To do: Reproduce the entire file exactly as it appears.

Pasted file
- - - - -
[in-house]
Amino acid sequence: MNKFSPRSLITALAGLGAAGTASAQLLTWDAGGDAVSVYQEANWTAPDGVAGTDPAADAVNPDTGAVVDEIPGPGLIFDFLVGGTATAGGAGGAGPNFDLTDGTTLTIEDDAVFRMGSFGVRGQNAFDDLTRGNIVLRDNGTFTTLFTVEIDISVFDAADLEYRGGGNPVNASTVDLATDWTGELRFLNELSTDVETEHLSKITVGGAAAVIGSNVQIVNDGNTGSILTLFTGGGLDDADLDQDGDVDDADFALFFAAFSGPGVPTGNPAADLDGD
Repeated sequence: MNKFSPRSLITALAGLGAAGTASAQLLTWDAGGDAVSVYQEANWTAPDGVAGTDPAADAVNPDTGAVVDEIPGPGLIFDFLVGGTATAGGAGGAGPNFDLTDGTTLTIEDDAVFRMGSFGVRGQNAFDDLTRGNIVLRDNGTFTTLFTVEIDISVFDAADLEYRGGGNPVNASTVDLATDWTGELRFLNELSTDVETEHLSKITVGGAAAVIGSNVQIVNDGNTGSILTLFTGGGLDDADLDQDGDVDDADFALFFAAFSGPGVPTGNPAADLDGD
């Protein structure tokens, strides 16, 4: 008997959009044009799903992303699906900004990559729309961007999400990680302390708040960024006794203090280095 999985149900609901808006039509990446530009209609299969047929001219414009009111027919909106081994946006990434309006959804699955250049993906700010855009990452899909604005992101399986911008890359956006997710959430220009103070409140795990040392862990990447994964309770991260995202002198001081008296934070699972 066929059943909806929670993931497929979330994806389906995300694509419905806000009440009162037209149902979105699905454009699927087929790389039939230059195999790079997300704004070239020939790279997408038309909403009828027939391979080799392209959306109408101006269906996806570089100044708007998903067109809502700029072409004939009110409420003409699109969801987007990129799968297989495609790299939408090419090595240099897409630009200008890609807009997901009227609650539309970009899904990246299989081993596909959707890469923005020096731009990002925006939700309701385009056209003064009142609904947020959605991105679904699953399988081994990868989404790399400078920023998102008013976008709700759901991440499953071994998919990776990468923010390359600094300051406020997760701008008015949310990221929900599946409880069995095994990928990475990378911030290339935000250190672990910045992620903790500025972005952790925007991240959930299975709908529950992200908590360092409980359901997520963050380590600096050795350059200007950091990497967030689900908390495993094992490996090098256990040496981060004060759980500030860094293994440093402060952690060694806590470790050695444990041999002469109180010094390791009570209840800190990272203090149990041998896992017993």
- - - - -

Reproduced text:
[in-house]
Amino acid sequence: MNKFSPRSLITALAGLGAAGTASAQLLTWDAGGDAVSVYQEANWTAPDGVAGTDPAADAVNPDTGAVVDEIPGPGLIFDFLVGGTATAGGAGGAGPNFDLTDGTTLTIEDDAVFRMGSFGVRGQNAFDDLTRGNIVLRDNGTFTTLFTVEIDISVFDAADLEYRGGGNPVNASTVDLATDWTGELRFLNELSTDVETEHLSKITVGGAAAVIGSNVQIVNDGNTGSILTLFTGGGLDDADLDQDGDVDDADFALFFAAFSGPGVPTGNPAADLDGD
Repeated sequence: MNKFSPRSLITALAGLGAAGTASAQLLTWDAGGDAVSVYQEANWTAPDGVAGTDPAADAVNPDTGAVVDEIPGPGLIFDFLVGGTATAGGAGGAGPNFDLTDGTTLTIEDDAVFRMGSFGVRGQNAFDDLTRGNIVLRDNGTFTTLFTVEIDISVFDAADLEYRGGGNPVNASTVDLATDWTGELRFLNELSTDVETEHLSKITVGGAAAVIGSNVQIVNDGNTGSILTLFTGGGLDDADLDQDGDVDDADFALFFAAFSGPGVPTGNPAADLDGD
């Protein structure tokens, strides 16, 4: 008997959009044009799903992303699906900004990559729309961007999400990680302390708040960024006794203090280095 999985149900609901808006039509990446530009209609299969047929001219414009009111027919909106081994946006990434309006959804699955250049993906700010855009990452899909604005992101399986911008890359956006997710959430220009103070409140795990040392862990990447994964309770991260995202002198001081008296934070699972 066929059943909806929670993931497929979330994806389906995300694509419905806000009440009162037209149902979105699905454009699927087929790389039939230059195999790079997300704004070239020939790279997408038309909403009828027939391979080799392209959306109408101006269906996806570089100044708007998903067109809502700029072409004939009110409420003409699109969801987007990129799968297989495609790299939408090419090595240099897409630009200008890609807009997901009227609650539309970009899904990246299989081993596909959707890469923005020096731009990002925006939700309701385009056209003064009142609904947020959605991105679904699953399988081994990868989404790399400078920023998102008013976008709700759901991440499953071994998919990776990468923010390359600094300051406020997760701008008015949310990221929900599946409880069995095994990928990475990378911030290339935000250190672990910045992620903790500025972005952790925007991240959930299975709908529950992200908590360092409980359901997520963050380590600096050795350059200007950091990497967030689900908390495993094992490996090098256990040496981060004060759980500030860094293994440093402060952690060694806590470790050695444990041999002469109180010094390791009570209840800190990272203090149990041998896992017993």